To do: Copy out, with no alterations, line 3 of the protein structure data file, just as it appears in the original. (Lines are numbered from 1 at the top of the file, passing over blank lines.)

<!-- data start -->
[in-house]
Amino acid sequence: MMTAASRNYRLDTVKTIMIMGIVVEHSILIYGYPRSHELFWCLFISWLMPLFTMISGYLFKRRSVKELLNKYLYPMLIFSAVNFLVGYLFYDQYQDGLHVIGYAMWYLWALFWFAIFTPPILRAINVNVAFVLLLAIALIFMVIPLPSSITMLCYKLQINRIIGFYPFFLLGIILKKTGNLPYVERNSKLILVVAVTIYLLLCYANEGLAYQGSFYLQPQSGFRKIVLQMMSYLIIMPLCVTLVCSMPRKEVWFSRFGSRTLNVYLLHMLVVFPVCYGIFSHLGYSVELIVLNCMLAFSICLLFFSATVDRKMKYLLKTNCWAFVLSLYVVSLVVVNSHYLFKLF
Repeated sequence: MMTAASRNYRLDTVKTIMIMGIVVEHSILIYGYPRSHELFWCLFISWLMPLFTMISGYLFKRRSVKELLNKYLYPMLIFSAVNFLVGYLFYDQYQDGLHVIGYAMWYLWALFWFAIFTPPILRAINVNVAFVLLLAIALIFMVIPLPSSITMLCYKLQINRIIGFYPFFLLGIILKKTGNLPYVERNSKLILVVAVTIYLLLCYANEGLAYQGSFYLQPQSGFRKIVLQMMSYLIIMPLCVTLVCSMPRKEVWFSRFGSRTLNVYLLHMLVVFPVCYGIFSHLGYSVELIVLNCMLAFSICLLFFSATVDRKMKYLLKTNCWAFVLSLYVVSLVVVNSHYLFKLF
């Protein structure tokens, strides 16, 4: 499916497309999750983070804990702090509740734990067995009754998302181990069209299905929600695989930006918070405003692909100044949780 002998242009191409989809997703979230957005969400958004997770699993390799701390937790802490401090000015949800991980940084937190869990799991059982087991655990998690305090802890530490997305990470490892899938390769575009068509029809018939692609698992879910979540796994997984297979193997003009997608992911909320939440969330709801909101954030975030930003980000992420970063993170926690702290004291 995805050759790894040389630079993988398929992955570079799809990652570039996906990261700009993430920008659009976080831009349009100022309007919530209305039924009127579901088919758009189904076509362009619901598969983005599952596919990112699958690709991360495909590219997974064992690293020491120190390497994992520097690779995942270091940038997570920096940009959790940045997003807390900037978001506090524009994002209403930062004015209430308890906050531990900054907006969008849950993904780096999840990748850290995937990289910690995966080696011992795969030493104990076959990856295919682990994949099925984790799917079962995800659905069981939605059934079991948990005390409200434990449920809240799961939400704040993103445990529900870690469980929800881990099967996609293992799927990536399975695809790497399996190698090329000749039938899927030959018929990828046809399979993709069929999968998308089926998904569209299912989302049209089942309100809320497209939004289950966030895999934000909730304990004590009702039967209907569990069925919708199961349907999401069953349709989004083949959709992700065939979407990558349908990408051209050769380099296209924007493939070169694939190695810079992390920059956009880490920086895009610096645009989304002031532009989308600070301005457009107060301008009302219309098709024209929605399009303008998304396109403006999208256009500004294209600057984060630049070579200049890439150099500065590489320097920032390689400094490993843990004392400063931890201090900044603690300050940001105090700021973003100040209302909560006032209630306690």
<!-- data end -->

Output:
Repeated sequence: MMTAASRNYRLDTVKTIMIMGIVVEHSILIYGYPRSHELFWCLFISWLMPLFTMISGYLFKRRSVKELLNKYLYPMLIFSAVNFLVGYLFYDQYQDGLHVIGYAMWYLWALFWFAIFTPPILRAINVNVAFVLLLAIALIFMVIPLPSSITMLCYKLQINRIIGFYPFFLLGIILKKTGNLPYVERNSKLILVVAVTIYLLLCYANEGLAYQGSFYLQPQSGFRKIVLQMMSYLIIMPLCVTLVCSMPRKEVWFSRFGSRTLNVYLLHMLVVFPVCYGIFSHLGYSVELIVLNCMLAFSICLLFFSATVDRKMKYLLKTNCWAFVLSLYVVSLVVVNSHYLFKLF